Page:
Phil Blundell wrote:
> What seemed to be happening to him was that he would open a connection
> to some remote server, do stuff with it, then at some later point his
> DHCP lease would change to a different IP. This of course makes all
> cached connections unusable, but curl doesn't realise this and goes on
> trying to send new requests down them for a while before eventually
> sockets time out.
> I guess some mechanism should ideally be provided for the application
> tell libcurl that the network environment has changed and it should
> flush all its caches. This might include re-calling res_init() in the
> case where curl is using gethostbyname() to do name lookups, and it
> would presumably involve throwing away all the cached connections.
> latter thing is actually quite similar to that
> "curl_multi_reap_idle_connections" patch that I wrote a few months
> maybe I should dust that off again and try to fix up the missing bits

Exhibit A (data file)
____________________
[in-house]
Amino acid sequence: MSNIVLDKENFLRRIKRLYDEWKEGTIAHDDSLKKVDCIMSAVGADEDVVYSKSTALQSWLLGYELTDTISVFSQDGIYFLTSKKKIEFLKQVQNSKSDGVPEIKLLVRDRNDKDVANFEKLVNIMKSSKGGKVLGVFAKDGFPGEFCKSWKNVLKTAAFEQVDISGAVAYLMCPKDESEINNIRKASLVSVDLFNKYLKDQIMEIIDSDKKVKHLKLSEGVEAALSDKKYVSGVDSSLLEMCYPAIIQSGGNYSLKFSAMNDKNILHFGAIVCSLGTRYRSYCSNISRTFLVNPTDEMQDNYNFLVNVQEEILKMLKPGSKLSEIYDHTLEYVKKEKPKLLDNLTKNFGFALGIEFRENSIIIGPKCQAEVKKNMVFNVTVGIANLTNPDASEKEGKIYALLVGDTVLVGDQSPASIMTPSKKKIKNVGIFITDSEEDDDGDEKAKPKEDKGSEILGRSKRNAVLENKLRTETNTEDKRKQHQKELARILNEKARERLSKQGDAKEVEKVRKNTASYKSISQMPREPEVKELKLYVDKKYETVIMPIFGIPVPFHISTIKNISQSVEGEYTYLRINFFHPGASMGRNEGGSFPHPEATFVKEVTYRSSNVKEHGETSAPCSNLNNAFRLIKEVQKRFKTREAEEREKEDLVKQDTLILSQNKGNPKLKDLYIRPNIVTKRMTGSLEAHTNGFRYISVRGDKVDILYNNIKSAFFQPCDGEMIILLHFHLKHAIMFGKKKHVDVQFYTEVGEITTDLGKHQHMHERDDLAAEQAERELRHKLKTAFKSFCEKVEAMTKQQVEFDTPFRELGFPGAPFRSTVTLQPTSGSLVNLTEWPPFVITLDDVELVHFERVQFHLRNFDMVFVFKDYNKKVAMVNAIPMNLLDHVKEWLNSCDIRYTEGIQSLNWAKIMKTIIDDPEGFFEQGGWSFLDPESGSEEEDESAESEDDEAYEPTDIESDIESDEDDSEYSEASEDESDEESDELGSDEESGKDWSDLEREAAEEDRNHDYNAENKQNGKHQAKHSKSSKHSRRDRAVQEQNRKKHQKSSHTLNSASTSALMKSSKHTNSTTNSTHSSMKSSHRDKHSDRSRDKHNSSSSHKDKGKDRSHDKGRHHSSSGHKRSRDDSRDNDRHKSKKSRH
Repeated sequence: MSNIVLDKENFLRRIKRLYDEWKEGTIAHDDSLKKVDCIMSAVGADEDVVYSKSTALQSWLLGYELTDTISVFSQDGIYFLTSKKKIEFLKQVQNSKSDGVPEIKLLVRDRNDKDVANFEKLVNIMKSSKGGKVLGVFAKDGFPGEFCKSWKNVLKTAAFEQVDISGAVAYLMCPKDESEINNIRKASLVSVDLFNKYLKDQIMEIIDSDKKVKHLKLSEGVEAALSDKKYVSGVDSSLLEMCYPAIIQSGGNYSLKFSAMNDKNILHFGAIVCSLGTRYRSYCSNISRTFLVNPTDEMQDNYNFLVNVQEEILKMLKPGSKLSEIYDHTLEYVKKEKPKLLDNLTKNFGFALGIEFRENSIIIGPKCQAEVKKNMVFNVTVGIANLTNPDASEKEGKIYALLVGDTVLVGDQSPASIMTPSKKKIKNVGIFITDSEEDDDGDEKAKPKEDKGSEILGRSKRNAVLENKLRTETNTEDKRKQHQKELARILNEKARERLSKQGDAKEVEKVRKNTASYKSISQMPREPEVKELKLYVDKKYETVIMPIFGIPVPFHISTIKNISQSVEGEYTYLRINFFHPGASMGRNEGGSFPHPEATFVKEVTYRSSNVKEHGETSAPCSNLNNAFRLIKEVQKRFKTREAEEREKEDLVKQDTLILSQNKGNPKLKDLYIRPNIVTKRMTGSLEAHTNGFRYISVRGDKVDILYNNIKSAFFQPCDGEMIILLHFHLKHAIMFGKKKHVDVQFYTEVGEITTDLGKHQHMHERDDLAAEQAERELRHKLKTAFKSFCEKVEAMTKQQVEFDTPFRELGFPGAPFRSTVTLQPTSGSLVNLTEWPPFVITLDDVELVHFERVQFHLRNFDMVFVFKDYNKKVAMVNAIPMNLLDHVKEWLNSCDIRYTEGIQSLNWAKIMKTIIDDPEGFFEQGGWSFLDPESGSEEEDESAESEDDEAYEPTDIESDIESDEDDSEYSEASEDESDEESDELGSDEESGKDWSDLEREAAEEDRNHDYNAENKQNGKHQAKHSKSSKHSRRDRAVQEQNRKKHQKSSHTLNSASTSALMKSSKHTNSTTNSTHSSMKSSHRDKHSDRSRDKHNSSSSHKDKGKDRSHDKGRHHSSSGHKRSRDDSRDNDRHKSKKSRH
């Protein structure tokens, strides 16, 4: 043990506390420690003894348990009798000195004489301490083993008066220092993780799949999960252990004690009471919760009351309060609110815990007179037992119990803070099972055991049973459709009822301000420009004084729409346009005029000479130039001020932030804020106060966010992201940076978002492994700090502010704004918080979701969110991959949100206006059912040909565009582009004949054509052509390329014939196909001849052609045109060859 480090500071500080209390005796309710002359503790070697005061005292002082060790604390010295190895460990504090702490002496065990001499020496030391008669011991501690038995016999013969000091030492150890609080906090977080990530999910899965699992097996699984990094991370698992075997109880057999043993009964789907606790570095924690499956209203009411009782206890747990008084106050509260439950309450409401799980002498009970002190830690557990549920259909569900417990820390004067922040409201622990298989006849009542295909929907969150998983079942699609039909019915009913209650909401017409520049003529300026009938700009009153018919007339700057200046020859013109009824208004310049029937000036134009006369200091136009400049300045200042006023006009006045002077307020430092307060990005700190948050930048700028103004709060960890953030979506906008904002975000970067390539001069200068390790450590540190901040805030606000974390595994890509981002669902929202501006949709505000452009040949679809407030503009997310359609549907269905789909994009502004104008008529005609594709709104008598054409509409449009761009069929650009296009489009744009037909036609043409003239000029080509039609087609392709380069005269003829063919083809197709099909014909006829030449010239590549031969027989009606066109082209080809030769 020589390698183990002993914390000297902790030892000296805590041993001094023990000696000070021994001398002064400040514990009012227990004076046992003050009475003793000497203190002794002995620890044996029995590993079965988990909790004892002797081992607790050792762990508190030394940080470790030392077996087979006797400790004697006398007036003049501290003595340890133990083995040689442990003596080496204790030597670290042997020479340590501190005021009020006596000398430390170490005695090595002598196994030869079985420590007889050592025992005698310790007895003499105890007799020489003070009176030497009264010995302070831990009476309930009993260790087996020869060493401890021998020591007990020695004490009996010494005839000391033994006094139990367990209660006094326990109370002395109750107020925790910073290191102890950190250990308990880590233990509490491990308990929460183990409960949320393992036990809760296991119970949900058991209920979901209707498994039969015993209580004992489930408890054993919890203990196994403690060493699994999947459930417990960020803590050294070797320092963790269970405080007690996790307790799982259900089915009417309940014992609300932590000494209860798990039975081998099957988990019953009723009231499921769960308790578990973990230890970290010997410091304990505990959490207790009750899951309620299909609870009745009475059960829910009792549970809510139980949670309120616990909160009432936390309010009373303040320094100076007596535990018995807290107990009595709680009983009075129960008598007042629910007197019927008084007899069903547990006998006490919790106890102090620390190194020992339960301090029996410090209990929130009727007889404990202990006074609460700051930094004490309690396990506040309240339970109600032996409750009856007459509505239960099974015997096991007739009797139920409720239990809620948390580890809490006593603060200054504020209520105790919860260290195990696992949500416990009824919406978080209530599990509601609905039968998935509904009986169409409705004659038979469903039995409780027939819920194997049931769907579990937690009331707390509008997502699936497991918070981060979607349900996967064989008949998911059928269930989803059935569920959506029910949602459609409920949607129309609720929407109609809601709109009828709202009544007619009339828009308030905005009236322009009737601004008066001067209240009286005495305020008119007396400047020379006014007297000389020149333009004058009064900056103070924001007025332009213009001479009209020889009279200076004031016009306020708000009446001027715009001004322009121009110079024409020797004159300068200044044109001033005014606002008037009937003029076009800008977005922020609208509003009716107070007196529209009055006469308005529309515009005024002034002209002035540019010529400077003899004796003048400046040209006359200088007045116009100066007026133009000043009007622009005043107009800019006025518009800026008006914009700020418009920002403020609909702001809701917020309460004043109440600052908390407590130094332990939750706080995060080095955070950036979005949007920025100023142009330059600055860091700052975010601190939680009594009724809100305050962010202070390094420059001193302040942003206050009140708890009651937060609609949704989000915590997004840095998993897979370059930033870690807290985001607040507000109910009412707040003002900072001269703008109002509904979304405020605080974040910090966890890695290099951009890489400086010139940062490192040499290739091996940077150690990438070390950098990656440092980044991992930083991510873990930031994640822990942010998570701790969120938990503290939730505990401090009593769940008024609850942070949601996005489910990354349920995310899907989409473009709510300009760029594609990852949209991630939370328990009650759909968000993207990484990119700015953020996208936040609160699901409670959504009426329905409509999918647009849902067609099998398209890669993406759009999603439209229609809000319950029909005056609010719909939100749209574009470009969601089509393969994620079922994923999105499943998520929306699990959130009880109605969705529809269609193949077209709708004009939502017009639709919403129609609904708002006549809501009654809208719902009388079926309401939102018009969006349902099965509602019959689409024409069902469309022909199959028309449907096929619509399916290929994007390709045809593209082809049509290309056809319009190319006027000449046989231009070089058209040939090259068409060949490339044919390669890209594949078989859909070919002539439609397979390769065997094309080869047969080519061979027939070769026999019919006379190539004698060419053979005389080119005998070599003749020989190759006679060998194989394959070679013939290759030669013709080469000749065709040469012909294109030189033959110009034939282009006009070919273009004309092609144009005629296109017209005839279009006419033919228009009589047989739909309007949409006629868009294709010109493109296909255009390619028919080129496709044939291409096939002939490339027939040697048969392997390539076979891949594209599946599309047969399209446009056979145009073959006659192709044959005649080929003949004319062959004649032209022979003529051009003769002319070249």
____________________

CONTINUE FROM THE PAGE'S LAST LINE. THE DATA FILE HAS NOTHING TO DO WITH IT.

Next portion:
> make it suitable for merging.
We see this a lot in low-end network appliances that typically live
behind a SOHO router with a residential provider that rotates IP
periodically. With proprietary low-end network stacks, this described
scenario of renewed leases causing self-IP changes isn't handled very
We had one case in particular where the DNS client never refreshed its
name servers, so if the name servers changed on a DHCP renew, DNS broke
The problem is, how would the application handle this, and why should it
have to handle it anyway? Polling for a change in self-IP is silly, and
I haven't seen a standard way of alerting anything above the socket
when this happens. Doesn't libcurl close down the connection when the
access to the cached connection fails, anyway?
Received on 2008-12-04